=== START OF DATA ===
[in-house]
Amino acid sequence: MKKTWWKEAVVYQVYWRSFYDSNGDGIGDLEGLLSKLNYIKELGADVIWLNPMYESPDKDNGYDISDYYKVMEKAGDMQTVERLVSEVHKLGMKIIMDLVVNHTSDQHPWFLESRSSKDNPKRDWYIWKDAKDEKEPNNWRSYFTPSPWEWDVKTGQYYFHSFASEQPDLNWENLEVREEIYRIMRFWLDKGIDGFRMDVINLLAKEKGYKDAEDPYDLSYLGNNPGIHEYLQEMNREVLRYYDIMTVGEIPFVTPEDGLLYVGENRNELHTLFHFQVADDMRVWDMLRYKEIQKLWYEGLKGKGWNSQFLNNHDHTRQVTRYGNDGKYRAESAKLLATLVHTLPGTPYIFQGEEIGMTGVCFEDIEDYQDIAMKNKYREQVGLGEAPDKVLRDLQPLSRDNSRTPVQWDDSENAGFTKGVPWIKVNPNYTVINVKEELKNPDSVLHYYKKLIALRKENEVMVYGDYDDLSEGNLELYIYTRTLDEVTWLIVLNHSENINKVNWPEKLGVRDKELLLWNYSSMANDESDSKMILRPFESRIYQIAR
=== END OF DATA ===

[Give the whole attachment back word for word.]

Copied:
[in-house]
Amino acid sequence: MKKTWWKEAVVYQVYWRSFYDSNGDGIGDLEGLLSKLNYIKELGADVIWLNPMYESPDKDNGYDISDYYKVMEKAGDMQTVERLVSEVHKLGMKIIMDLVVNHTSDQHPWFLESRSSKDNPKRDWYIWKDAKDEKEPNNWRSYFTPSPWEWDVKTGQYYFHSFASEQPDLNWENLEVREEIYRIMRFWLDKGIDGFRMDVINLLAKEKGYKDAEDPYDLSYLGNNPGIHEYLQEMNREVLRYYDIMTVGEIPFVTPEDGLLYVGENRNELHTLFHFQVADDMRVWDMLRYKEIQKLWYEGLKGKGWNSQFLNNHDHTRQVTRYGNDGKYRAESAKLLATLVHTLPGTPYIFQGEEIGMTGVCFEDIEDYQDIAMKNKYREQVGLGEAPDKVLRDLQPLSRDNSRTPVQWDDSENAGFTKGVPWIKVNPNYTVINVKEELKNPDSVLHYYKKLIALRKENEVMVYGDYDDLSEGNLELYIYTRTLDEVTWLIVLNHSENINKVNWPEKLGVRDKELLLWNYSSMANDESDSKMILRPFESRIYQIAR